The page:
… here in this place, family is you – you who abide together in love and faithfulness. Family is you in this place who hear God’s message to the irreligious of the world, along with the religious, and the “just spiritual,” or none-of-the-above.
And so this is where we join the narrative already in progress, in which the religious and family values types (apparently including, at least at this point, some of Jesus’ own family) the religious leaders and the family values types are mouthing off and accusing Jesus of alternately being out of his mind and/or being possessed by Beelzebul – Beelzebul being most accurately translated not as “The Lord of the Flies,” but rather “The Lord of That upon Which the Flies Do Sit.” Jesus replies to this bit about being possessed by “The Lord of . . . Dung” with a parable – one that essentially says that his purpose is to bind up what he calls the strong man, the Prince of this world as our first hymn says, the one some call Satan. Among other things, the strong man or Satan (Satan meaning the accuser) is the pre-eminent one who tells lies about God, who says that God is a snarling, snarky, foaming-at-the-mouth deity, out to get human beings, to wreak vengeance upon them, ever on the look-out for people doing something irreligious and then smack ‘em dead with the deity’s own cosmic fly-swatter: Sploosh! “One more dead queer.” And Satan is also the one who puts into our heads the notion that we’re the ones who are actually qualified to sit at the right hand of God and judge the living and the dead – and of course, in our lied-to minds, God’s judgment is always in synch with our condemnation of all those with who we do not agree (Oh, did I say we and our? That we judge the living and the dead just like the religious leaders? – even though the cross has once and for all shown us what God’s judgment of the whole world really is: forgive them, for they are really pretty clueless. Or as God put it to Jonah about the people of Nineveh – those poor people don’t know their right hand from their left – which is a nice Hebrew idiom that also has something to do with dung . . . and if you really want me to spell that out for you, I’ll tell you later.)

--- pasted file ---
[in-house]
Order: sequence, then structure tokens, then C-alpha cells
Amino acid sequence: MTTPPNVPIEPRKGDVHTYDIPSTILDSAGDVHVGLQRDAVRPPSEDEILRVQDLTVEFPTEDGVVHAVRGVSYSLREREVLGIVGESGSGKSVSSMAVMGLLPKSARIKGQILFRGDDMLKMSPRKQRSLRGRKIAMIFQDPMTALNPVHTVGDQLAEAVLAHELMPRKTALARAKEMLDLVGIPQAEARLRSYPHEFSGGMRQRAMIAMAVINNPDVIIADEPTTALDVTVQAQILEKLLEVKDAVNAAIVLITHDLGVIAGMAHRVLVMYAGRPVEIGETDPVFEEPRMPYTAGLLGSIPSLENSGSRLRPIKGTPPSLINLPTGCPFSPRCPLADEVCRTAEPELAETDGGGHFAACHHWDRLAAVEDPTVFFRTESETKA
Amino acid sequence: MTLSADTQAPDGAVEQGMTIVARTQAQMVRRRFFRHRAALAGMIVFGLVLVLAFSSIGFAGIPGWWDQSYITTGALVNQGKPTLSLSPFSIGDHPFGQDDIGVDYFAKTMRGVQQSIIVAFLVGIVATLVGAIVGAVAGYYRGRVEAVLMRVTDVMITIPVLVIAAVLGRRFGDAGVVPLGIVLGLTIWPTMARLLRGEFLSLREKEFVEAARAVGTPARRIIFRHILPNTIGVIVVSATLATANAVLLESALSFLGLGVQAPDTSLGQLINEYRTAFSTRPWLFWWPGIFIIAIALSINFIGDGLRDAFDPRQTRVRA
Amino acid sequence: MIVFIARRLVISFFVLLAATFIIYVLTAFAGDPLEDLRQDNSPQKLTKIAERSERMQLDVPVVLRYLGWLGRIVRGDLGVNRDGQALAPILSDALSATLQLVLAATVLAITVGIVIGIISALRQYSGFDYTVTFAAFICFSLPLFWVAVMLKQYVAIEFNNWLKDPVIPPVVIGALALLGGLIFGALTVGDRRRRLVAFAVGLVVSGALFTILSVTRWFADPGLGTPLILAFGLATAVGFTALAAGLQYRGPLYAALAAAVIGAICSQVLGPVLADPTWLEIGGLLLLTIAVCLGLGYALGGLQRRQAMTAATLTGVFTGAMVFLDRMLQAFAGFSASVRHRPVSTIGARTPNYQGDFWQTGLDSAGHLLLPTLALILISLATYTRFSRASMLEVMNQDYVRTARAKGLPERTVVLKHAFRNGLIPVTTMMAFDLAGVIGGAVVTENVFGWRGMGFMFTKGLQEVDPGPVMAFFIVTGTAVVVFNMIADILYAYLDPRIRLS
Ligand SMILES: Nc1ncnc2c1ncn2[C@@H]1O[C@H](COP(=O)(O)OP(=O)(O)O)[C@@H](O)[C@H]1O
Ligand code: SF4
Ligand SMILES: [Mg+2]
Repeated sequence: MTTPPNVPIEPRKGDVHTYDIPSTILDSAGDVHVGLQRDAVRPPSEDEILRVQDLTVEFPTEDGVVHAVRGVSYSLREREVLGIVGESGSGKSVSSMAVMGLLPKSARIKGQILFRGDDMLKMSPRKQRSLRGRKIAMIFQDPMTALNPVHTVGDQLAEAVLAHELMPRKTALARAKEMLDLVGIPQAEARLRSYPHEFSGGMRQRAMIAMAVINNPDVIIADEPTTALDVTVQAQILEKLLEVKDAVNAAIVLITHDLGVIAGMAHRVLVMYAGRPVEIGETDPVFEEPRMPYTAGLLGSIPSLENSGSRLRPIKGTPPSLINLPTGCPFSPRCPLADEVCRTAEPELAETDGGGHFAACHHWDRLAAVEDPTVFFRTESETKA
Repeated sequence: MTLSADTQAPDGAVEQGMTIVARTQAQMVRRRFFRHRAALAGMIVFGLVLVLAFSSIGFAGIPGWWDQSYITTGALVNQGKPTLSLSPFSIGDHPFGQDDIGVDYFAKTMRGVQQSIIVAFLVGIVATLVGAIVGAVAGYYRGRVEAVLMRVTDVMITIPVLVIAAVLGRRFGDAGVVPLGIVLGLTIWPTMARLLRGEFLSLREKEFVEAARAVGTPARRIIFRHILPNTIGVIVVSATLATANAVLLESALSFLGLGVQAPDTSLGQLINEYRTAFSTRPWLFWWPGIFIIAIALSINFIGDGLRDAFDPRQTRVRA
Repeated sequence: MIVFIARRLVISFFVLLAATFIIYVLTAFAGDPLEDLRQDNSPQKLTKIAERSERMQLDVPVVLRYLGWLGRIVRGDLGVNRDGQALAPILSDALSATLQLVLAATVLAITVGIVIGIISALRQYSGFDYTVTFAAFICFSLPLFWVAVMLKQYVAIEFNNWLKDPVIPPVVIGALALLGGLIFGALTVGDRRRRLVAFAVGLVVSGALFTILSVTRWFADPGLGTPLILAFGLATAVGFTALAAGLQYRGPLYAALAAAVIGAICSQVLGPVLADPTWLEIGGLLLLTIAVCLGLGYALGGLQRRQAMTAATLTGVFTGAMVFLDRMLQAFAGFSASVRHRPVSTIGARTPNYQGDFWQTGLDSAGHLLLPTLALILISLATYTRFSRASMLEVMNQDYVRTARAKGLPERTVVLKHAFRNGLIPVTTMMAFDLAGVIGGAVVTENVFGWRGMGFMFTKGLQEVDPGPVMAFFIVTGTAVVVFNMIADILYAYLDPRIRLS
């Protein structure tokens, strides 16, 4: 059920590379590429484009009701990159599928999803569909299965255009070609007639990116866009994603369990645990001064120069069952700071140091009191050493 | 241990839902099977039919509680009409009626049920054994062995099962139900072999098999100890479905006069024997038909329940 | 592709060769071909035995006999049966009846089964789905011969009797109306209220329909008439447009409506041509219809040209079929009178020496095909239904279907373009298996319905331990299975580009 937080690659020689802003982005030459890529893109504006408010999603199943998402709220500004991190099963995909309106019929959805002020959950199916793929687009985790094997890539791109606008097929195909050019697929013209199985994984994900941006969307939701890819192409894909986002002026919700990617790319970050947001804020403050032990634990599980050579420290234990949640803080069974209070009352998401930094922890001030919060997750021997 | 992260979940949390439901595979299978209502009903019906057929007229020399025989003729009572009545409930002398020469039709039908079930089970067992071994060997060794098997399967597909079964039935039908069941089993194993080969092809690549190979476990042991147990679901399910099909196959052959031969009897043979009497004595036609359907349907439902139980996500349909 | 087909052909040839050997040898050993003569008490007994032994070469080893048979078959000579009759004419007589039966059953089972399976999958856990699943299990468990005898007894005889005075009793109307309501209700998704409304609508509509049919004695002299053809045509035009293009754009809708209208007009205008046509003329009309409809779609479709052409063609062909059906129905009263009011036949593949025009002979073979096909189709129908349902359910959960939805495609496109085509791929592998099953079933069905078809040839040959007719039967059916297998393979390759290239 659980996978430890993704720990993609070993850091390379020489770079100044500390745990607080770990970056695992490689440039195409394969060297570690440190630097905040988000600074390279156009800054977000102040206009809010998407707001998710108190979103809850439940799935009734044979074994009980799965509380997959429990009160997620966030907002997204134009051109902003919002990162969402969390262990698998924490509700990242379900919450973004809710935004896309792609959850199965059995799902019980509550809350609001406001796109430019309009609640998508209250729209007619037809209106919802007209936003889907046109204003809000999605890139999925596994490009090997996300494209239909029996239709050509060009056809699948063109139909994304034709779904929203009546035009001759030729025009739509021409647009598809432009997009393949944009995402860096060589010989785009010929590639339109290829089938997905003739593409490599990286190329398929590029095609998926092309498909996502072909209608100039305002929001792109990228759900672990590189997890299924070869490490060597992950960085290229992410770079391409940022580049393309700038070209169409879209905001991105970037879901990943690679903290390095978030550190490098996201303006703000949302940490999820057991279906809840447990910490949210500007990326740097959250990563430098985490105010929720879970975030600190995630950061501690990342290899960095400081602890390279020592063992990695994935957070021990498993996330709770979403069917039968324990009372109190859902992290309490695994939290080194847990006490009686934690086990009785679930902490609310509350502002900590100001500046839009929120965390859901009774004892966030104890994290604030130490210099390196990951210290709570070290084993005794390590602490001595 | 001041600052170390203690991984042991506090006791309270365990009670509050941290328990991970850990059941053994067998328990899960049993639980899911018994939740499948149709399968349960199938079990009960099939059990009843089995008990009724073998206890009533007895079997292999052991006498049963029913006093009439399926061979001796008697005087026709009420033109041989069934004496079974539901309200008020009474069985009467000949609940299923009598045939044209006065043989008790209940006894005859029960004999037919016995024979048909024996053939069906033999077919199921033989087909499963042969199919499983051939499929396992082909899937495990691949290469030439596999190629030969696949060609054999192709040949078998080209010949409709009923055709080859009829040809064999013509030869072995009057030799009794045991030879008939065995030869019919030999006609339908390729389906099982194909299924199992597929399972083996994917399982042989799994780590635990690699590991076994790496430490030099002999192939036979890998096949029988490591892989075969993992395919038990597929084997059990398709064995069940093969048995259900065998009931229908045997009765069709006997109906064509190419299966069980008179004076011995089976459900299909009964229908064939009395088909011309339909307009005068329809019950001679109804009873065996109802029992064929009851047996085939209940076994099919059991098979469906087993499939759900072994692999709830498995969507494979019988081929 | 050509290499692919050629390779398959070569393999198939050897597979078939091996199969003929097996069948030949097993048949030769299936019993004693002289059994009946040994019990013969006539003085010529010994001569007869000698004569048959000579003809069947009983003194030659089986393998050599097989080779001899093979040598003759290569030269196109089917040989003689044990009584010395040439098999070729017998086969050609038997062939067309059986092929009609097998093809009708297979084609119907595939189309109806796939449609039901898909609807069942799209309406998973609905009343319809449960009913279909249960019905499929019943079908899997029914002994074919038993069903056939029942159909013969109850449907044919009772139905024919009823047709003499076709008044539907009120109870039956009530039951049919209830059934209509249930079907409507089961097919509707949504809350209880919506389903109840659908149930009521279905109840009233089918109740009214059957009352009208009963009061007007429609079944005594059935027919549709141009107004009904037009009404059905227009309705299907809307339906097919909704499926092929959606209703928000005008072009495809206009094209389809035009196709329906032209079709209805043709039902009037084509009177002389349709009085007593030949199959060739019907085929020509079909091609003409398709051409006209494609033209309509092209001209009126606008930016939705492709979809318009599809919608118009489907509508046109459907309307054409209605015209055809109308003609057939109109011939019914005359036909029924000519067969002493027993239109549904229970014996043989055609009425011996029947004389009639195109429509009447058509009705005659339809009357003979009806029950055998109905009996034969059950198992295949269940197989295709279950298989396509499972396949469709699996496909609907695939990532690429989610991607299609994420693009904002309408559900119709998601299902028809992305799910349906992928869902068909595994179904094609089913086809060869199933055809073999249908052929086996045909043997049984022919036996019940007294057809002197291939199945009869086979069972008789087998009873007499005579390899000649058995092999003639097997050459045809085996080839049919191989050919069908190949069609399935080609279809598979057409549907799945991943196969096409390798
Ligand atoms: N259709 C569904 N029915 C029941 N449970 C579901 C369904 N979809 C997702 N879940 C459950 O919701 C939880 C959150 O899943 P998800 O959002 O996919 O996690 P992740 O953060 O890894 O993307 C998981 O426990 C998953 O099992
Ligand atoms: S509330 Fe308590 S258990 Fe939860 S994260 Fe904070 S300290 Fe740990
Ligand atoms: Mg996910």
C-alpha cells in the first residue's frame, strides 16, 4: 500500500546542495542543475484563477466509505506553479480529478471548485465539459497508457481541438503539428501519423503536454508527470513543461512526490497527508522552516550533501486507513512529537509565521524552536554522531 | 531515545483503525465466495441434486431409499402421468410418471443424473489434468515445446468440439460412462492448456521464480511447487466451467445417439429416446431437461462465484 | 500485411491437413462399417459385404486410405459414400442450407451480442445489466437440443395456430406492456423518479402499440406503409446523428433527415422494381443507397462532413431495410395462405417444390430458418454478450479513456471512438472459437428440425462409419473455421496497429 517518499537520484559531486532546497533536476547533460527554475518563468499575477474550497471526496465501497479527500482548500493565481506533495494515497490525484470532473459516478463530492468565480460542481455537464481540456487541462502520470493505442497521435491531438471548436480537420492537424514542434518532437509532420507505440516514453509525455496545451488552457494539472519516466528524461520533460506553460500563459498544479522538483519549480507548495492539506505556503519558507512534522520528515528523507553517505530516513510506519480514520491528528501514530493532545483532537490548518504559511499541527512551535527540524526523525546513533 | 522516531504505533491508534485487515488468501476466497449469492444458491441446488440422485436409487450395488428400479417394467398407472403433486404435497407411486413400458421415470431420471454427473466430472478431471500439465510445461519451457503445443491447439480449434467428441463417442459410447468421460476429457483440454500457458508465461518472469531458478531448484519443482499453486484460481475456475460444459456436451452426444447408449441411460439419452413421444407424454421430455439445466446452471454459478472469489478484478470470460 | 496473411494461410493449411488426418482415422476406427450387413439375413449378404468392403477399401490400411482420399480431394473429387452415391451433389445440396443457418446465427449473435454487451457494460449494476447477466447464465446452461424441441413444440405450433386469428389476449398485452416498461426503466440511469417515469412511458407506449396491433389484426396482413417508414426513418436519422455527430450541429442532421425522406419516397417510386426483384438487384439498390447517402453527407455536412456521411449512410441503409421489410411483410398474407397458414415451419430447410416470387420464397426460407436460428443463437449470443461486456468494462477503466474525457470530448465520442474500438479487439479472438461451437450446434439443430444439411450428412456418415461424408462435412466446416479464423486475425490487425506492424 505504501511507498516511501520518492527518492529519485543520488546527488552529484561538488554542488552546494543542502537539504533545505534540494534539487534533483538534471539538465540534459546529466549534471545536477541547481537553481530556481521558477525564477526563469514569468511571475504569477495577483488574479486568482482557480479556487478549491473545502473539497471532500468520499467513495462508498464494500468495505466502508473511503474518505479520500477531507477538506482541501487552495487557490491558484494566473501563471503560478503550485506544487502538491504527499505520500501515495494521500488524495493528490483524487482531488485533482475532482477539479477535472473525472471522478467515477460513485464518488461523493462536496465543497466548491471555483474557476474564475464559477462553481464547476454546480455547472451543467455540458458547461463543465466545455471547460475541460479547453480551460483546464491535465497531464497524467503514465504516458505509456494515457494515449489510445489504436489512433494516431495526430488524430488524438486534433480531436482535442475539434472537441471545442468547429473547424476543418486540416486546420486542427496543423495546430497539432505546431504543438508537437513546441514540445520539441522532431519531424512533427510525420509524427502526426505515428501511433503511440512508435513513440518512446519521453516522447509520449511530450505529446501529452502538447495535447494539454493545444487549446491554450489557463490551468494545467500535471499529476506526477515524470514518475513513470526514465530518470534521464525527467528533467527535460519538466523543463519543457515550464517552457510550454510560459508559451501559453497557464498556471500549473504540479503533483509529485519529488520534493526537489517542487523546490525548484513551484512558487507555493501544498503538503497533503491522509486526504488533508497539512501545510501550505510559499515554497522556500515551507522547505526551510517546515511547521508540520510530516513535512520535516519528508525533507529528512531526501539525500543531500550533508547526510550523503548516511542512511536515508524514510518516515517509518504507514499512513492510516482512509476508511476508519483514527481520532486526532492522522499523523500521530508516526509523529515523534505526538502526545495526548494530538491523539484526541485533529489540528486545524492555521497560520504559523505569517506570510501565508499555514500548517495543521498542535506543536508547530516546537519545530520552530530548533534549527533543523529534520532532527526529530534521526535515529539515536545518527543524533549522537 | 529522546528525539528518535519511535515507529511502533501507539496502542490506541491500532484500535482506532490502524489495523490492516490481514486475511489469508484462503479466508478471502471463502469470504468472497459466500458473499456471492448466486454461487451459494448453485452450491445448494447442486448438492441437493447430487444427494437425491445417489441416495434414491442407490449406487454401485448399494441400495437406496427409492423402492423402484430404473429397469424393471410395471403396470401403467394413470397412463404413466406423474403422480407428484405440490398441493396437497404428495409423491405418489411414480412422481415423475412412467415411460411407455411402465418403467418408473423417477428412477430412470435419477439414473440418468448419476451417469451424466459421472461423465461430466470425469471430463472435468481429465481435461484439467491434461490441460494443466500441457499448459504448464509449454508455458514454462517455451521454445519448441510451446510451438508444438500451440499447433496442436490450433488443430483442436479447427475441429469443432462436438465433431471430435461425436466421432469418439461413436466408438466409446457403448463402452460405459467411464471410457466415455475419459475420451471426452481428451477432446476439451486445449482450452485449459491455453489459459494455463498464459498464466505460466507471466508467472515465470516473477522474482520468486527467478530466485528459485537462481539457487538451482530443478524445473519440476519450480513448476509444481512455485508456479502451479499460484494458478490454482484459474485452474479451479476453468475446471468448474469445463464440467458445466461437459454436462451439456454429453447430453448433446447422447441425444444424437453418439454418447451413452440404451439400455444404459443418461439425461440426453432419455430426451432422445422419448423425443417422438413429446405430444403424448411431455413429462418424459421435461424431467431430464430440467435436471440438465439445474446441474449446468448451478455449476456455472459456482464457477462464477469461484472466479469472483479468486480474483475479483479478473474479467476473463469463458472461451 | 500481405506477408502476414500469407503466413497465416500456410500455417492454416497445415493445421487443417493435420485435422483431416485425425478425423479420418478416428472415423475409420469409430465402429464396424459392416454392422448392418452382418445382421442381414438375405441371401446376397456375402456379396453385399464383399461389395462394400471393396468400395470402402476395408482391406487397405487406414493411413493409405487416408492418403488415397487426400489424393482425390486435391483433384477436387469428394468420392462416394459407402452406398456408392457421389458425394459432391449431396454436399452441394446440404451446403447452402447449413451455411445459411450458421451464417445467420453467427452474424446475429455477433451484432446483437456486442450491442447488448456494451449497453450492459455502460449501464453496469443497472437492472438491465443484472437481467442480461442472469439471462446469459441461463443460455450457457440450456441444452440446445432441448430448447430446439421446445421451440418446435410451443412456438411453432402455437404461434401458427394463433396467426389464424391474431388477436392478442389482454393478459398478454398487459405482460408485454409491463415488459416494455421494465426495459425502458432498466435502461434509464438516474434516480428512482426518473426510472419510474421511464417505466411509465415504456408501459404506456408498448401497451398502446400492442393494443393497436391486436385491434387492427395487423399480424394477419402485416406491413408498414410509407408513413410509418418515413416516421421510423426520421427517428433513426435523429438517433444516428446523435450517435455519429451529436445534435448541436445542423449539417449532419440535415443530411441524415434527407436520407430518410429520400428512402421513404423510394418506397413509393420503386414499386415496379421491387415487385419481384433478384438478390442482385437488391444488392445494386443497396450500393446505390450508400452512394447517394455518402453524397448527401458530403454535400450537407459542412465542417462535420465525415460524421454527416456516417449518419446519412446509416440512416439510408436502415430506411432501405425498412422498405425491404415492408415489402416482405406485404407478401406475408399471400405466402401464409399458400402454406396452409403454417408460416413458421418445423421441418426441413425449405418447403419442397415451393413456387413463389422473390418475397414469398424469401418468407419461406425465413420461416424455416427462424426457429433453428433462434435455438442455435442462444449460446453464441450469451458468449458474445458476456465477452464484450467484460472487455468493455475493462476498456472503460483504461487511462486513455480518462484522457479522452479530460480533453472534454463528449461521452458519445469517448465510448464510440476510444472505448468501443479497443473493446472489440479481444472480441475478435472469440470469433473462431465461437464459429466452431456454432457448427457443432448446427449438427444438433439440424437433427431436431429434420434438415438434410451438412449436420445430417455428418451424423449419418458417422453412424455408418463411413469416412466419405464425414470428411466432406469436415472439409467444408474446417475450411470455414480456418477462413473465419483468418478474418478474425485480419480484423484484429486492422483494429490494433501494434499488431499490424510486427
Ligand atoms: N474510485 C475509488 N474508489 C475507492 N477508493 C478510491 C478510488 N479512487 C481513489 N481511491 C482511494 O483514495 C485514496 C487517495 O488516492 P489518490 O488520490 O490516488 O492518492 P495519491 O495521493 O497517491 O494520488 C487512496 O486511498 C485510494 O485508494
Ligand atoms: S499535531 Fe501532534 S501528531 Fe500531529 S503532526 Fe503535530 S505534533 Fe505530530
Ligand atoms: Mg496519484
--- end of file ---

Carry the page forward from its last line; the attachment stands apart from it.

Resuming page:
“I’m going to lay it out for you religious types,” says Jesus, in summary – and this applies not only to those trying to foster hatred and violence against LGBT folks, their families, and their allies – but it applies also to us when we ourselves consign them – the religious leaders – to hell. Jesus says, “I’m going to lay it out for you religious types and everybody else within hearing range: humanity will be forgiven its every sin and whatever lies it tells about God. There’s only one unforgiveable sin – against the Holy Spirit.” And that sin, essentially, is to get in the way of Jesus’ forgiveness of all sinners, even those who commit the sin of blasphemy. The sin against the Holy Spirit is simply to tell the lie that God in Christ Jesus cannot, will not forgive the sin of the whole world. The sin against the Holy Spirit is to speak untruthfully about God in Christ who promises to you(!) that all your sins are forgiven, unconditionally and without any merit of your own.
And Jesus then rounds out the episode with a few choice words for the family values crowd – family is who and what you make it. So, here in this place, family is you – you who abide together in love and faithfulness. Family is you in this place who hear God’s message to the irreligious of the world, along with the religious, and the “just spiritual,” or none-of-the-above. Jesus’ family is all people, is all of us, who desperately need to hear hour by hour, day after day, week after week, the singular and salutary Promise of the crucified and risen Christ given to deniers, deserters, failures, and liars: “Peace be with you! The Peace of God be with you – now and unto the end of the ages.”
Now then, go forth into the world in that peace and be of good courage – with Christ and in Christ – to bless those who hate Caitlyn Jenner and all LGBT folks, their families, and their allies – for the religious leaders have no lasting power over us; therefore, we do forgive them. Yes. Even them.